Although the amount of drug included in the compositions of the present invention will be whatever amount is therapeutically effective and will depend upon a number of factors, including the identity and potency of the chosen drug, the total concentration of drug will generally be about 5% (w/w) or less. Alternatively, the compositions of the present invention may be formulated without ophthalmic drugs, in which case the compositions may serve in the prevention or treatment of dry eye.
In addition to xanthan gum and any ophthalmic drug, the compositions of the present invention may include other components. For example, the compositions may include one or more pharmaceutically acceptable buffering agents, preservatives (including preservative adjuncts), tonicity-adjusting agents, surfactants, solubilizing agents, stabilizing agents, comfort-enhancing agents, emollients, pH-adjusting agents and/or lubricants. The compositions of the present invention may also contain drug carrier substrates, such as cation exchange resins, anion exchange resins, encapsulating microspheres, insoluble drug particles, gel particles and polymeric drug complexes.
As mentioned above, the identity and amount of additional ingredients in the xanthan gum compositions of the present invention can effect the compositions' 15 ability to gel upon contact with the eye. In this regard, the compositions of the present invention should be formulated so that their total ionic strength is approximately 120 mM or less, and preferably about 94 mM or less. Compositions containing xanthan gum that have a total ionic strength greater than about 120 mM are unlikely to gel upon contact with the eye. Total ionic strength is calculated according to the well accepted formula: Ionic strength=0.5ΣmiZi 2, where mi is the molar concentration of ionized specie i with a valency of Zi. As used herein, “total ionic strength” excludes any contribution from xanthan gum itself.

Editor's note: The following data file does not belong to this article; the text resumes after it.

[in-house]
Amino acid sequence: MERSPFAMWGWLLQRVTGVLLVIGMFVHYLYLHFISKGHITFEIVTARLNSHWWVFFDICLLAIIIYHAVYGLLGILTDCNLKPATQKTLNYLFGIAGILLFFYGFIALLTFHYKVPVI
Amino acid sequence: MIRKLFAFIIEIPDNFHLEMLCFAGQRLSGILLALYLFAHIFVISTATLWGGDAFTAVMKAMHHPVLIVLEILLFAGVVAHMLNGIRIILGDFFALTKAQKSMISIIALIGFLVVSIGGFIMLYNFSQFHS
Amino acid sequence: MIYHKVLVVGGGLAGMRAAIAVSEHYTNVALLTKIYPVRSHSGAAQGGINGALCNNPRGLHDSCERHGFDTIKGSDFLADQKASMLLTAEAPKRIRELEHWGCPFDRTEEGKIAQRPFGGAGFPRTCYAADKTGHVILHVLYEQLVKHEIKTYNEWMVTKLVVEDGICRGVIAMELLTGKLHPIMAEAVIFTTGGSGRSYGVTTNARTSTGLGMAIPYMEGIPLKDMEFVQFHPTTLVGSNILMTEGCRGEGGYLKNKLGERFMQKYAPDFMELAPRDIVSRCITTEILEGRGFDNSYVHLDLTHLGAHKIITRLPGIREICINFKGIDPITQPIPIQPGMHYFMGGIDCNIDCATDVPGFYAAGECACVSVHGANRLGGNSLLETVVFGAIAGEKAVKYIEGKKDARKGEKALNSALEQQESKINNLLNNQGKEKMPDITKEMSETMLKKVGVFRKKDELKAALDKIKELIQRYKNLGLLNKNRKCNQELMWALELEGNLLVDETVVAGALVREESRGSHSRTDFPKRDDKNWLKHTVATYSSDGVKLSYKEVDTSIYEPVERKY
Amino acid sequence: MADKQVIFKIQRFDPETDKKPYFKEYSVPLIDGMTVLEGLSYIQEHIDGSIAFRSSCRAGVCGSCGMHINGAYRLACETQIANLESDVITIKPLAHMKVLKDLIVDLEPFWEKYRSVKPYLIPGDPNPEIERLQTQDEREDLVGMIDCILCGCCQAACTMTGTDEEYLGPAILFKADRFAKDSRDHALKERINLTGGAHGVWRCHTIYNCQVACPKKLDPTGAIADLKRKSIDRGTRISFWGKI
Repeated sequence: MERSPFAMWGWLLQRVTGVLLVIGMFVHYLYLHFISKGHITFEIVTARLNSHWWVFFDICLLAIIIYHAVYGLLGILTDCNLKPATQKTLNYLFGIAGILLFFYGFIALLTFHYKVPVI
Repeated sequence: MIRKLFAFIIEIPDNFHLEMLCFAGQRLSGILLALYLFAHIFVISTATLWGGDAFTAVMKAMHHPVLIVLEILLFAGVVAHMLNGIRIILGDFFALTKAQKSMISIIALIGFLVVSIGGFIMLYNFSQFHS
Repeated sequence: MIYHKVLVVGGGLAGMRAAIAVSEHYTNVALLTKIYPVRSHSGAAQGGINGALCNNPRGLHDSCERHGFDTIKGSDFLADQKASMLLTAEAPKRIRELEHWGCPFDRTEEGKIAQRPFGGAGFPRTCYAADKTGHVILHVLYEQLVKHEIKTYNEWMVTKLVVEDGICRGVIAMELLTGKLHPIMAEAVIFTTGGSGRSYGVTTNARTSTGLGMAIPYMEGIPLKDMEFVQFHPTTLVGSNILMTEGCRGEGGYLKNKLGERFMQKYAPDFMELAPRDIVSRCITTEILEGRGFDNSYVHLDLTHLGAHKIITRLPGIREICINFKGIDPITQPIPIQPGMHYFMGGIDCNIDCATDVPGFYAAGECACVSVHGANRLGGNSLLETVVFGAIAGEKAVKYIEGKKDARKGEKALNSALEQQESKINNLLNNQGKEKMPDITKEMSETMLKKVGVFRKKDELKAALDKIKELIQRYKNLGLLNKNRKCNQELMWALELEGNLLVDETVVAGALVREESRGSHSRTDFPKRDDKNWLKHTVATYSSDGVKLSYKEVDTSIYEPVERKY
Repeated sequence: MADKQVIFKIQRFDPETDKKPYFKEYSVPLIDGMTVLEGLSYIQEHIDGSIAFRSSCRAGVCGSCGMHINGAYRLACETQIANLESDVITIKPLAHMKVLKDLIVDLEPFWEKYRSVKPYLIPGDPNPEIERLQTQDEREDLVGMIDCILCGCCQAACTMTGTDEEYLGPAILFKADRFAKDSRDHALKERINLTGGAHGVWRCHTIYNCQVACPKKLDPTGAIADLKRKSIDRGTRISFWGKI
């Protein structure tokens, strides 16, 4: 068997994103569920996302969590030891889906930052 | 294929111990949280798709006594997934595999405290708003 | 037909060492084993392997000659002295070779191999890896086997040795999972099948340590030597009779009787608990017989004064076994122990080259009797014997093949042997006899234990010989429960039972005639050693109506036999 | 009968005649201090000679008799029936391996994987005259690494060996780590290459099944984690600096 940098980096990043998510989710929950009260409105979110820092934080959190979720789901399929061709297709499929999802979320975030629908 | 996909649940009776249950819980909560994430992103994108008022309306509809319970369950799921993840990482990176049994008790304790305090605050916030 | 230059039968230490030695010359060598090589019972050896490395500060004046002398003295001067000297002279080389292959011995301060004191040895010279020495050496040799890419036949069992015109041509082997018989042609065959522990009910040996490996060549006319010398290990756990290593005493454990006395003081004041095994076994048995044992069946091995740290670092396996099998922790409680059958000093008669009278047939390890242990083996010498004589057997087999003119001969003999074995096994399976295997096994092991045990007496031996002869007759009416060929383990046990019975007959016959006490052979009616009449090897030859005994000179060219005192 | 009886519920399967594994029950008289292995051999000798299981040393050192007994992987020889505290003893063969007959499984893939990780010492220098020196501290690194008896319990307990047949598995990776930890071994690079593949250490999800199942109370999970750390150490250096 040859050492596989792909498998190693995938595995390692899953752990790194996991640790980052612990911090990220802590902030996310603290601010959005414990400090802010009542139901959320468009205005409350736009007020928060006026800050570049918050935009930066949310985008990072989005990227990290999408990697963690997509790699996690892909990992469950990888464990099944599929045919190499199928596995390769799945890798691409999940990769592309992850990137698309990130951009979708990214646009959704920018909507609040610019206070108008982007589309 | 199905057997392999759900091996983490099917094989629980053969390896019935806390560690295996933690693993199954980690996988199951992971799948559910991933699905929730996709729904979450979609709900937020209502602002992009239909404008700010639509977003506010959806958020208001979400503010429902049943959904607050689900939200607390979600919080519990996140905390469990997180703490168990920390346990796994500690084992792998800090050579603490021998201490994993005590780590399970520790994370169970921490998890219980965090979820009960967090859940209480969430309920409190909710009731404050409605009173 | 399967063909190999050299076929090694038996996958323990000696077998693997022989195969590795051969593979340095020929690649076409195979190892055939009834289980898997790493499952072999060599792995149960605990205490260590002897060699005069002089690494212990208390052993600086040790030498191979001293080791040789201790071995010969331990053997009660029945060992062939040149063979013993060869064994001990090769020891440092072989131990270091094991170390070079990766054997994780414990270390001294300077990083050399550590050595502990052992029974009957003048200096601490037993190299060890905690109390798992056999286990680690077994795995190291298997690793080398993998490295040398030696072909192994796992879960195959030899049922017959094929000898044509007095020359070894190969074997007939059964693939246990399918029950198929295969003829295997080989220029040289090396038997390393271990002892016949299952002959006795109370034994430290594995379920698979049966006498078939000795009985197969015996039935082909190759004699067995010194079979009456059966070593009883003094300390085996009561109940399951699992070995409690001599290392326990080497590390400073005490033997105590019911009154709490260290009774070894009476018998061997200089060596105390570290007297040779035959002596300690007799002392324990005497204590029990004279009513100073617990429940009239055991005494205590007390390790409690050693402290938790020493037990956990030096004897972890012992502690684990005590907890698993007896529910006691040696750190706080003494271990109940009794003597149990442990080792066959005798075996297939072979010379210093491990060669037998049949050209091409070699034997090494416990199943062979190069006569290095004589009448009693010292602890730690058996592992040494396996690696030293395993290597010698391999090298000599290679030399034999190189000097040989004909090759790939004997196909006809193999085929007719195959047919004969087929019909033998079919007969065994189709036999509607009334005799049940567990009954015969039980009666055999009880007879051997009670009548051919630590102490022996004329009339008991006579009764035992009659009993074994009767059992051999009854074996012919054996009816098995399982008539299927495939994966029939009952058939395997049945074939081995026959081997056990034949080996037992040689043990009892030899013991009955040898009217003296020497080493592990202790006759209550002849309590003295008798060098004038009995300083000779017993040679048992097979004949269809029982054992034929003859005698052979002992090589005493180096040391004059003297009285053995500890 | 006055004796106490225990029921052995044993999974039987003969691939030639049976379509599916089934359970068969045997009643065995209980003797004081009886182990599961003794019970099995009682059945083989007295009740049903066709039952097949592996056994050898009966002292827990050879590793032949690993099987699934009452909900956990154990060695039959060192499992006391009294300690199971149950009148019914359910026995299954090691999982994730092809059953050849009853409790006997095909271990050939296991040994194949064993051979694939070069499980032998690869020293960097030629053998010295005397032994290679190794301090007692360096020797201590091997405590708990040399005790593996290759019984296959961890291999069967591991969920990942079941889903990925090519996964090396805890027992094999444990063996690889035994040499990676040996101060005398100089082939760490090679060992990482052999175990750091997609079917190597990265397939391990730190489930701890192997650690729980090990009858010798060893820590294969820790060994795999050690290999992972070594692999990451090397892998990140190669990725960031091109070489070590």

Xanthan gum is generally available in at least two grades from some commercial suppliers, a food or industrial grade and a pharmaceutical grade. It is preferable to polish filter even pharmaceutical grade materials so that the finished pharmaceutical product will have increased clarity. As one skilled in the art appreciates, the appropriate filter size for polish filtration depends upon the size of the undesired impurities contained in raw material. For example, in the case of a solution composition, it has been found that the Rhodigel Clear grade of xanthan gum from Rhone- Poulenc Inc. should be filtered through a 0.45 μm filter in order to remove cell debris and impurities. Multiple stages of filters can be used to increase the overall efficiency of the polish filtration process.
If xanthan gum is to be sterilized using steam or heat, the length of time xanthan is exposed to elevated temperatures is preferably minimized. By using relatively higher target temperatures and shorter residence times to achieve a desired sterilization, including relatively rapid ramp up and ramp down times, the effect of elevated temperatures upon xanthan gum's ability to gel can be reduced.
The following examples are presented to illustrate further various aspects of the present invention, but are not intended to limit the scope of the invention in any respect.
Measurement of Gel Strength of Xanthan Gum Raw Material Using Lysozyme (“the Lysozyme Gel Strength Test”).